This morning when I woke up the cat was on edge and chattering and chirping at the window because OHMYGOD WHAT THE HELL IS THAT?!, which is what she must have meant. Large white chunks were falling where birds usually fly, and she was not prepared. And then I had to tell Nick about the mess, and soon the two of them were at it, chittering away about the whiteness and the terrible, slippery bleakness of it all.

I checked my email four times, but work wasn’t cancelled.

I dressed accordingly.

And there was a line at Starbucks, which I go to because there isn’t anything better around. At least there wasn’t, and thank goodness for stupid busy Starbucks because I finally went into this other coffee place that’s a few steps past my bus stop, and holy crap, they had Nutella hot chocolate.

Sprinkled with 70% dark Callebaut chocolate, which is hand-shaved daily.

And served by the friendliest coffee shop employee I’ve ever encountered at 8:10 in the morning.

I took a picture, but there was another person in the place so I felt like I had to rush, so it’s blurry.

The place is called Dose Espresso Bar, and it’s on Broadway and Granville, and if you’re in the neighbourhood, please go. Independent coffee shops are a rarity this end of Broadway and based on the hot chocolate alone I insist you frequent this one. Frequently.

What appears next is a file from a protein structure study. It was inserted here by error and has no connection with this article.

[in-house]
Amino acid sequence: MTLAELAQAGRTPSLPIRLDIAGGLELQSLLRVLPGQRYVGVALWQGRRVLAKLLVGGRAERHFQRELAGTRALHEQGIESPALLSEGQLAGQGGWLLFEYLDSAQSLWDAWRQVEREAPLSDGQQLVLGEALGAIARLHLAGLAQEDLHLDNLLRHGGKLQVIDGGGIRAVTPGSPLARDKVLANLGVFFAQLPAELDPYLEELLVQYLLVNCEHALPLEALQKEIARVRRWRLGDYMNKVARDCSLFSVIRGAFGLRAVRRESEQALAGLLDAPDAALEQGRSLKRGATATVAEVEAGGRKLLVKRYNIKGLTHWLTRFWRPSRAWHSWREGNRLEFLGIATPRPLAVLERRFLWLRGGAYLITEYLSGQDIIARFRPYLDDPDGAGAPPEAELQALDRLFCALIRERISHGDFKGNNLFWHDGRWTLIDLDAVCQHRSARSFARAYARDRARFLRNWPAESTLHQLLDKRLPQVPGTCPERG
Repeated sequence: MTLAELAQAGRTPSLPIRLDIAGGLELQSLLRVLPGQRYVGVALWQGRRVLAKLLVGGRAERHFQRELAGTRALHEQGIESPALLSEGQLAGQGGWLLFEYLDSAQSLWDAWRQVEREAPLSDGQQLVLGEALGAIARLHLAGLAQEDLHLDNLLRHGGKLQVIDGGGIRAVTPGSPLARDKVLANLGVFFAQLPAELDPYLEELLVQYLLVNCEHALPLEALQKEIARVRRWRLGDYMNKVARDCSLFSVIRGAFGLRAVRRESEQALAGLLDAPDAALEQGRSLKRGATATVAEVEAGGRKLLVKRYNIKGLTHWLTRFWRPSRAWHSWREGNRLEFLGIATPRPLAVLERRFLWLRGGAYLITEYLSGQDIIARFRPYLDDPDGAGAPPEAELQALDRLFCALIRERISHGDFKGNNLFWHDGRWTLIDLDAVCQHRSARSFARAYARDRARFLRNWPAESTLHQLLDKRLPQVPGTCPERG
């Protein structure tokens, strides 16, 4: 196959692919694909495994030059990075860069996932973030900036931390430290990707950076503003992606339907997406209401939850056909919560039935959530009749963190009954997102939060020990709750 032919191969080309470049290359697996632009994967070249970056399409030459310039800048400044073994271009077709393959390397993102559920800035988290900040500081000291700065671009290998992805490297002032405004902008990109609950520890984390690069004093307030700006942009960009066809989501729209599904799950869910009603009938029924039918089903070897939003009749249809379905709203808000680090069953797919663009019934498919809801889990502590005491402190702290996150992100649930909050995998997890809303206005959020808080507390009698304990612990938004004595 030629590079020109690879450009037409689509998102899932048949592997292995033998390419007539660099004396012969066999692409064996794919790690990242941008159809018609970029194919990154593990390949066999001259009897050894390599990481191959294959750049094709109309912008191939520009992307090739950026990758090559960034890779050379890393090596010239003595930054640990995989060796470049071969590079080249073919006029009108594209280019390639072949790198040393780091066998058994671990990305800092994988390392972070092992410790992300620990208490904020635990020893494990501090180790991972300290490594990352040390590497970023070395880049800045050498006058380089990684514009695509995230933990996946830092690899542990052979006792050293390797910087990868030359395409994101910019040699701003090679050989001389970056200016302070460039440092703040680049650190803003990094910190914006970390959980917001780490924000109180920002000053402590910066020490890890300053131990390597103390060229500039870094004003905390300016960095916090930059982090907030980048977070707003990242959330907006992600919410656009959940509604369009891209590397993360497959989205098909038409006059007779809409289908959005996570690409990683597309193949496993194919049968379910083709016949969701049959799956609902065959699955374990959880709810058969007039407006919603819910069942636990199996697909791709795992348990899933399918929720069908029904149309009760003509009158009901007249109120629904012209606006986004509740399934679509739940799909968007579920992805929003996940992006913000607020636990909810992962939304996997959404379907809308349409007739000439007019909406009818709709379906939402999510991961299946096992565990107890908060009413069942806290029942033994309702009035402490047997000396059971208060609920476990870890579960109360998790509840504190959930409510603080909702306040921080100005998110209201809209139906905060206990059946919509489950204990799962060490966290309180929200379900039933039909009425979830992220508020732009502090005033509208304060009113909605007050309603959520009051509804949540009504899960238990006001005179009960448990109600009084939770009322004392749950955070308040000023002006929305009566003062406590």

When I got to work, the place was covered in snow, and quiet. It’s a pretty place when snow falls, before a day’s footprints turn the fluffy white stuff into sloppy brown slush.

My face is still heavy with a cold I can’t stop complaining about, so my friend Dan and I went for pho for lunch.

Dan was kind enough to not say anything about my runny nose and my inability to eat long noodles like a lady. The soup was hot and soothing, and with a few squirts of sriracha was just spicy enough. I practically inhaled the whole bowl, and we gossiped and Dan told me what real winters are like in other parts of Canada.

Intolerable, from the sounds of it.

The day never got much brighter than it was when I rode the bus to work this morning, but in small doses, perhaps this winter business isn’t so bad. I’m done with it, but if I have to endure it longer, which Environment Canada says is pretty much a guarantee, good hot chocolate and spicy soup will make it somewhat more bearable.